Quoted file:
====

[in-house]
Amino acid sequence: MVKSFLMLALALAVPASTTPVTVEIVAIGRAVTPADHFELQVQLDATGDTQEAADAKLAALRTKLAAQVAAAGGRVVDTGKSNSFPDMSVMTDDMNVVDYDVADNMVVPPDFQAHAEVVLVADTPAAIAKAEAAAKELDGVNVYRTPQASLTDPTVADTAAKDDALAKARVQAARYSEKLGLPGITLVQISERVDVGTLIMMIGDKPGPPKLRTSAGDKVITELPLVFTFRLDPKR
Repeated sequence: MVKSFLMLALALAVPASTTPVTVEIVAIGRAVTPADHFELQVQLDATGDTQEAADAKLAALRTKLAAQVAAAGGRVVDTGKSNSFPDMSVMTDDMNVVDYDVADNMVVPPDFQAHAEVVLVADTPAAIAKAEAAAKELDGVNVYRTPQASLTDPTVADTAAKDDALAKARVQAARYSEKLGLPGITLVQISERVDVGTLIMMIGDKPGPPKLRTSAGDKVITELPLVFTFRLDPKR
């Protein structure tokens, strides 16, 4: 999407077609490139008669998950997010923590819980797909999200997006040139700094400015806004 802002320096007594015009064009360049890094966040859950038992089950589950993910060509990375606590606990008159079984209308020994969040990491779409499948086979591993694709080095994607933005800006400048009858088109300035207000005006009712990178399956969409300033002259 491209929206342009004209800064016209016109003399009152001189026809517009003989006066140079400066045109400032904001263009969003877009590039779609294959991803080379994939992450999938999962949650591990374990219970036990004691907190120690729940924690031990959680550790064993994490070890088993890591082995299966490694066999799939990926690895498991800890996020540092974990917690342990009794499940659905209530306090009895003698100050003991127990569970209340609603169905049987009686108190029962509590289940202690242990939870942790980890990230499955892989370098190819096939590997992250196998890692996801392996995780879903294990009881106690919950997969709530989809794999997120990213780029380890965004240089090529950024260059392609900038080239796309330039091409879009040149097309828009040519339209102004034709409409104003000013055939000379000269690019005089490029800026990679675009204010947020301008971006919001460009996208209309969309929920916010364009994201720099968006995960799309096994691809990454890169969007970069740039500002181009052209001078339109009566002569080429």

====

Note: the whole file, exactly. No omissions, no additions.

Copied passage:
[in-house]
Amino acid sequence: MVKSFLMLALALAVPASTTPVTVEIVAIGRAVTPADHFELQVQLDATGDTQEAADAKLAALRTKLAAQVAAAGGRVVDTGKSNSFPDMSVMTDDMNVVDYDVADNMVVPPDFQAHAEVVLVADTPAAIAKAEAAAKELDGVNVYRTPQASLTDPTVADTAAKDDALAKARVQAARYSEKLGLPGITLVQISERVDVGTLIMMIGDKPGPPKLRTSAGDKVITELPLVFTFRLDPKR
Repeated sequence: MVKSFLMLALALAVPASTTPVTVEIVAIGRAVTPADHFELQVQLDATGDTQEAADAKLAALRTKLAAQVAAAGGRVVDTGKSNSFPDMSVMTDDMNVVDYDVADNMVVPPDFQAHAEVVLVADTPAAIAKAEAAAKELDGVNVYRTPQASLTDPTVADTAAKDDALAKARVQAARYSEKLGLPGITLVQISERVDVGTLIMMIGDKPGPPKLRTSAGDKVITELPLVFTFRLDPKR
């Protein structure tokens, strides 16, 4: 999407077609490139008669998950997010923590819980797909999200997006040139700094400015806004 802002320096007594015009064009360049890094966040859950038992089950589950993910060509990375606590606990008159079984209308020994969040990491779409499948086979591993694709080095994607933005800006400048009858088109300035207000005006009712990178399956969409300033002259 491209929206342009004209800064016209016109003399009152001189026809517009003989006066140079400066045109400032904001263009969003877009590039779609294959991803080379994939992450999938999962949650591990374990219970036990004691907190120690729940924690031990959680550790064993994490070890088993890591082995299966490694066999799939990926690895498991800890996020540092974990917690342990009794499940659905209530306090009895003698100050003991127990569970209340609603169905049987009686108190029962509590289940202690242990939870942790980890990230499955892989370098190819096939590997992250196998890692996801392996995780879903294990009881106690919950997969709530989809794999997120990213780029380890965004240089090529950024260059392609900038080239796309330039091409879009040149097309828009040519339209102004034709409409104003000013055939000379000269690019005089490029800026990679675009204010947020301008971006919001460009996208209309969309929920916010364009994201720099968006995960799309096994691809990454890169969007970069740039500002181009052209001078339109009566002569080429």